VS Code goes 1.0!


VS Code, our favorite code editor has reached that major milestone, v1.0!

Visual Studio Code 1.0!


Today we’re very proud to release version 1.0 of Visual Studio Code. Since our initial launch one year ago, 2 million developers have installed VS Code. Today, we’re excited to report that more than 500,000 developers actively use VS Code each month.

What started as an experiment to build a production quality editor using modern web technologies has blossomed into a new kind of cross-platform development tool, one that focuses on core developer productivity by centering the product on rich code editing and debugging experiences. Visual Studio Code brings the industry-leading experiences of Visual Studio to a streamlined development workflow, that can be a core part of the tool set of every developer, building any kind of application.

Getting to "1.0" over the last few months has been about more than features. We have worked with the community to further improve stability, fixing hundreds of bugs. And we’ve pushed hard on getting the best performance we can out of the editing experience.

VS Code was initially built for developers creating web apps using JavaScript and TypeScript. But in less than 6 months since we made the product extensible, the community has built over 1000 extensions that now provide support for almost any language or runtime in VS Code. Today, a broad range of developers from individuals and startups to Fortune 500 companies, including audiences completely new to Microsoft’s tools, are all more productive with a tool that fits comfortably into their current tool chain and workflow, and supports the technologies they use, from Go and Python to React Native and C++. With this great ecosystem in place, we’re now confident in declaring our API as stable, and guaranteeing compatibility going forward.


The History of VS Code

Can we build a code editor fast enough that it doesn’t feel like you’re typing in a browser?

It was only a few short years ago that we kicked off what we then called the "Monaco" team. At the time, browsers were just beginning to introduce HTML5, and the race to build faster JavaScript runtimes was in full swing.




Being "1.0"

Today, Visual Studio Code delivers on many of the aspects that we imagined during incubation. VS Code has great editing and navigation experiences, streamlined debugging, and built-in Git support.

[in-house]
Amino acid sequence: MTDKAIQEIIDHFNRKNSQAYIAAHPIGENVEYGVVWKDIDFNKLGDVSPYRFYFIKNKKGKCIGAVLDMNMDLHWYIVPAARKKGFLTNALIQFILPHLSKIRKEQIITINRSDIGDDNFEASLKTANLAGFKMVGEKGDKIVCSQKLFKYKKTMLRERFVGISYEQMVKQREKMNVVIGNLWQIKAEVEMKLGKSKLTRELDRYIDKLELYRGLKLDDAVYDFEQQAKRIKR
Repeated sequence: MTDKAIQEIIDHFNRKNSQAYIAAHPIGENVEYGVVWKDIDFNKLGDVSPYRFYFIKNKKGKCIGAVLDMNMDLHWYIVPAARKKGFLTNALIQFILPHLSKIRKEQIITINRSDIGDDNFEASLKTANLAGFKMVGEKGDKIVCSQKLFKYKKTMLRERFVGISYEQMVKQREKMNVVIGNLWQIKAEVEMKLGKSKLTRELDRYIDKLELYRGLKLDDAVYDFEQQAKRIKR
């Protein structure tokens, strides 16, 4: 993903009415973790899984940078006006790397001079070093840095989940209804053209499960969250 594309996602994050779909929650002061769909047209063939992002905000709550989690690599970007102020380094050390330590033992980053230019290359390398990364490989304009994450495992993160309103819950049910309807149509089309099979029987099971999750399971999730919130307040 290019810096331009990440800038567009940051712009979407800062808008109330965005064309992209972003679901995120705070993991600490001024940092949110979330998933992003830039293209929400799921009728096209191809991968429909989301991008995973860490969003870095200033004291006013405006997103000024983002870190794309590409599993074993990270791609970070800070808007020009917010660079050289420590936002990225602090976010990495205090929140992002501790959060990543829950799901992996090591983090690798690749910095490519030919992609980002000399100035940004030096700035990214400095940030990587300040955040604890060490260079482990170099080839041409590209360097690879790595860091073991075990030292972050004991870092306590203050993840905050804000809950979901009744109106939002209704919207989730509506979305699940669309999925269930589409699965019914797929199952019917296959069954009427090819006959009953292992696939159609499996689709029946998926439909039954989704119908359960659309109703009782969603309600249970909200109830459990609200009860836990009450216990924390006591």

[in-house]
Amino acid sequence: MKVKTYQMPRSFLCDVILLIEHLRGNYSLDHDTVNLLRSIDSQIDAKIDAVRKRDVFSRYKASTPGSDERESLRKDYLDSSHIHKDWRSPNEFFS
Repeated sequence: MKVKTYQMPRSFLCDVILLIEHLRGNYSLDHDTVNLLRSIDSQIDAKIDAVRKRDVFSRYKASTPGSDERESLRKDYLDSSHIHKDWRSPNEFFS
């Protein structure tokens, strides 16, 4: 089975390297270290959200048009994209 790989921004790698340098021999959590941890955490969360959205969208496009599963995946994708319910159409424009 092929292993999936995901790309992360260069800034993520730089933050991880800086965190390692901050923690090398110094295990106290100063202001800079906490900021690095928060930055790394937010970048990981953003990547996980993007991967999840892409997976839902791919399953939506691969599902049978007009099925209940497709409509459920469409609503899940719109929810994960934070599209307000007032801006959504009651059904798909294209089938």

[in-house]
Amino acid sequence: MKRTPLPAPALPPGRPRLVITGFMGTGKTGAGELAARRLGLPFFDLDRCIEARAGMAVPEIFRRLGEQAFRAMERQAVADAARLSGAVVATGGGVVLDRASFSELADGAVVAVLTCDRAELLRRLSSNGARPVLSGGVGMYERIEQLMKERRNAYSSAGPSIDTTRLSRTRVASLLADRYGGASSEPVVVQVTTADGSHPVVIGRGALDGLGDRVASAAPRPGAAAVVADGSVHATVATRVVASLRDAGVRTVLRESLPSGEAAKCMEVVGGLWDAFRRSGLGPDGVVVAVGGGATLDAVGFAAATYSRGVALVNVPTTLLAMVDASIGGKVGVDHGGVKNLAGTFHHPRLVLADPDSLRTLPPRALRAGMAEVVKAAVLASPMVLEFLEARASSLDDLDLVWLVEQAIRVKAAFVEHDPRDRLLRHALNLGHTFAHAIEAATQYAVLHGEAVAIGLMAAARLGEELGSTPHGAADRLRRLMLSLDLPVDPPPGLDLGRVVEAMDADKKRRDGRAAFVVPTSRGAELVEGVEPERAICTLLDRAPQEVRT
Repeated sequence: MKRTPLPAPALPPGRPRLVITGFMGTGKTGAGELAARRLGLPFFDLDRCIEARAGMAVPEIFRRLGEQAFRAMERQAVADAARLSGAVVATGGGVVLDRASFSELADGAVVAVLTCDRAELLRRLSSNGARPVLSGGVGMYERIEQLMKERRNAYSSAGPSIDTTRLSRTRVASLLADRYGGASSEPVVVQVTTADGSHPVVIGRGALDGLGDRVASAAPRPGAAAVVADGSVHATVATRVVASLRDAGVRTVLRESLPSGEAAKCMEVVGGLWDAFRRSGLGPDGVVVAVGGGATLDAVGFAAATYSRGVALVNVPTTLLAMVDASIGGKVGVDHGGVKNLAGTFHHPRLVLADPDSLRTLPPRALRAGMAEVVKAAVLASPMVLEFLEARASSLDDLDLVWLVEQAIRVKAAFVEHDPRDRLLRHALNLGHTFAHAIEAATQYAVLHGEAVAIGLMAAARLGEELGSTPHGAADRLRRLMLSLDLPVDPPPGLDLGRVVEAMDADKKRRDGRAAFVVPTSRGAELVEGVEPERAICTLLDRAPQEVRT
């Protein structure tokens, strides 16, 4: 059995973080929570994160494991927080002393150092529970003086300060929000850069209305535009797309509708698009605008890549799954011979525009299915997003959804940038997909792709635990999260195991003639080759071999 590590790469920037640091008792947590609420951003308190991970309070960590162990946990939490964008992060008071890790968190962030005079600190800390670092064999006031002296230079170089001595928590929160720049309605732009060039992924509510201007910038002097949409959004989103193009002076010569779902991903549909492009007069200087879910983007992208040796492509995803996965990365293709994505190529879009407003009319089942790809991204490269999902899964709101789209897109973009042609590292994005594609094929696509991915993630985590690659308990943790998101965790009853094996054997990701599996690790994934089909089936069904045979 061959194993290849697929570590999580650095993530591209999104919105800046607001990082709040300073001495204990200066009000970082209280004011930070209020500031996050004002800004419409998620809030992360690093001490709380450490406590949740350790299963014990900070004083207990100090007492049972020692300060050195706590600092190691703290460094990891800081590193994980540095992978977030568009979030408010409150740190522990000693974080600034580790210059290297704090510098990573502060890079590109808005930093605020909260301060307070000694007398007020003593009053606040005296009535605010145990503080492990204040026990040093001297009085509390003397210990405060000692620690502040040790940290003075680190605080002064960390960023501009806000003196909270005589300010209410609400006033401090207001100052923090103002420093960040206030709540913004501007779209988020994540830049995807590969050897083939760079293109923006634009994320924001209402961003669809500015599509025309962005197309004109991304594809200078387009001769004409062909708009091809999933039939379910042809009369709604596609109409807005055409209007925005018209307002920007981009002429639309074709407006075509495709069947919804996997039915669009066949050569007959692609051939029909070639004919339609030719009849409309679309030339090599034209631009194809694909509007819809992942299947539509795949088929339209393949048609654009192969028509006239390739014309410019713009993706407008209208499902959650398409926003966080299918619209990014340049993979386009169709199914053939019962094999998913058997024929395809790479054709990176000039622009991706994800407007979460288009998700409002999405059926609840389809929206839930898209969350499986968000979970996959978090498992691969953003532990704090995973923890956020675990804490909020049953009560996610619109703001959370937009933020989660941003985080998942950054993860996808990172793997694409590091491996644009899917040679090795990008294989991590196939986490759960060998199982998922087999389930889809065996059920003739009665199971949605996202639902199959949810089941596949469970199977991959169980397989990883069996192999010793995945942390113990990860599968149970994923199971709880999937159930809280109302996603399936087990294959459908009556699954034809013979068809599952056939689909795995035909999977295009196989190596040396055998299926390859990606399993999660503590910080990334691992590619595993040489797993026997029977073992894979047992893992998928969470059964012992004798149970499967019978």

Developers today love VS Code for its powerful set of built-in features, intuitive editing and debugging experiences, performance and responsiveness, and great language and platform support. The VS Code download is under 40MB including support for 9 additional languages (Simplified Chinese, Traditional Chinese, French, German, Italian, Japanese, Korean, Russian and Spanish) and it installs in seconds. With the help of developers like @zersiax, VS Code is now accessible to visually impaired developers on Windows and soon on OS X and Linux.

Community at its Core

More than anything else, what drives the success of Visual Studio Code is the feedback and interactions from the community. From the beginning, we’ve striven to be as open as possible in our roadmap and vision for VS Code, and in November, we took that a step further by open-sourcing VS Code and adding the ability for anyone to make it better through submitting issues and feedback, making pull requests, or creating extensions.

The community responded, with huge growth in the number of extensions and the way they��re using VS Code. Today we have extensions for Node.js, Go, C++, PHP, and Python, as well as many more languages, linters, and tools. And VS Code is being used both by teams of developers, but also in companies like Progressive Insurance, where VS Code is used not just by developers, but analysts and data scientists as well.


If you haven’t tried out Visual Studio Code yet, please download it and let us know what you think!

Now that it's v1.0, does that mean it's done? LOL, not even close, check out how active the repo is... :)





The vscode repository is where we do development and there are many ways you can participate in the project, for example:


If you are interested in fixing issues and contributing directly to the code base, please see the document How to Contribute, which covers the following:



Here’s a few more links you might find interesting:



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